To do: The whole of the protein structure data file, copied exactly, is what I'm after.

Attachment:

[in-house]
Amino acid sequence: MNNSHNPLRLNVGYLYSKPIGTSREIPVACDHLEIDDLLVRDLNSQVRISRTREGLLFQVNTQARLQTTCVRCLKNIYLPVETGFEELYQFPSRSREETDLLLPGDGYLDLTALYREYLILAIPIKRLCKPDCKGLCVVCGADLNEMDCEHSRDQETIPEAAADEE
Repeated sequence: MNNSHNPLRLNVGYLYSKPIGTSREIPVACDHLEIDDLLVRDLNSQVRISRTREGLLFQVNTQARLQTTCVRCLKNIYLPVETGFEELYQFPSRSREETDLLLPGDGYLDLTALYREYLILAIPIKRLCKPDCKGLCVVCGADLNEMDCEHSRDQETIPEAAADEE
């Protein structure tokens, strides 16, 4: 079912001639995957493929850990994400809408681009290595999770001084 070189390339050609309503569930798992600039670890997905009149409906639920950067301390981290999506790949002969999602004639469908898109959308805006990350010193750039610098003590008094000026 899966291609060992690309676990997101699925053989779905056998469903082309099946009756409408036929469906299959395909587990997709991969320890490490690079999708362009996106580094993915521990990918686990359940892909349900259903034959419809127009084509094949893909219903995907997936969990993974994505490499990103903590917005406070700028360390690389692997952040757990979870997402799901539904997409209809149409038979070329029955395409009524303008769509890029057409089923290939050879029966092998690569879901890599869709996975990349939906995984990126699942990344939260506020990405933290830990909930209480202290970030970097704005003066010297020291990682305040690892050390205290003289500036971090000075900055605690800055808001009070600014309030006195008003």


[in-house]
Amino acid sequence: MNNSHNPLRLNVGYLYSKPIGTSREIPVACDHLEIDDLLVRDLNSQVRISRTREGLLFQVNTQARLQTTCVRCLKNIYLPVETGFEELYQFPSRSREETDLLLPGDGYLDLTALYREYLILAIPIKRLCKPDCKGLCVVCGADLNEMDCEHSRDQETIPEAAADEE
Repeated sequence: MNNSHNPLRLNVGYLYSKPIGTSREIPVACDHLEIDDLLVRDLNSQVRISRTREGLLFQVNTQARLQTTCVRCLKNIYLPVETGFEELYQFPSRSREETDLLLPGDGYLDLTALYREYLILAIPIKRLCKPDCKGLCVVCGADLNEMDCEHSRDQETIPEAAADEE
């Protein structure tokens, strides 16, 4: 079912001639995957493929850990994400809408681009290595999770001084 070189390339050609309503569930798992600039670890997905009149409906639920950067301390981290999506790949002969999602004639469908898109959308805006990350010193750039610098003590008094000026 899966291609060992690309676990997101699925053989779905056998469903082309099946009756409408036929469906299959395909587990997709991969320890490490690079999708362009996106580094993915521990990918686990359940892909349900259903034959419809127009084509094949893909219903995907997936969990993974994505490499990103903590917005406070700028360390690389692997952040757990979870997402799901539904997409209809149409038979070329029955395409009524303008769509890029057409089923290939050879029966092998690569879901890599869709996975990349939906995984990126699942990344939260506020990405933290830990909930209480202290970030970097704005003066010297020291990682305040690892050390205290003289500036971090000075900055605690800055808001009070600014309030006195008003």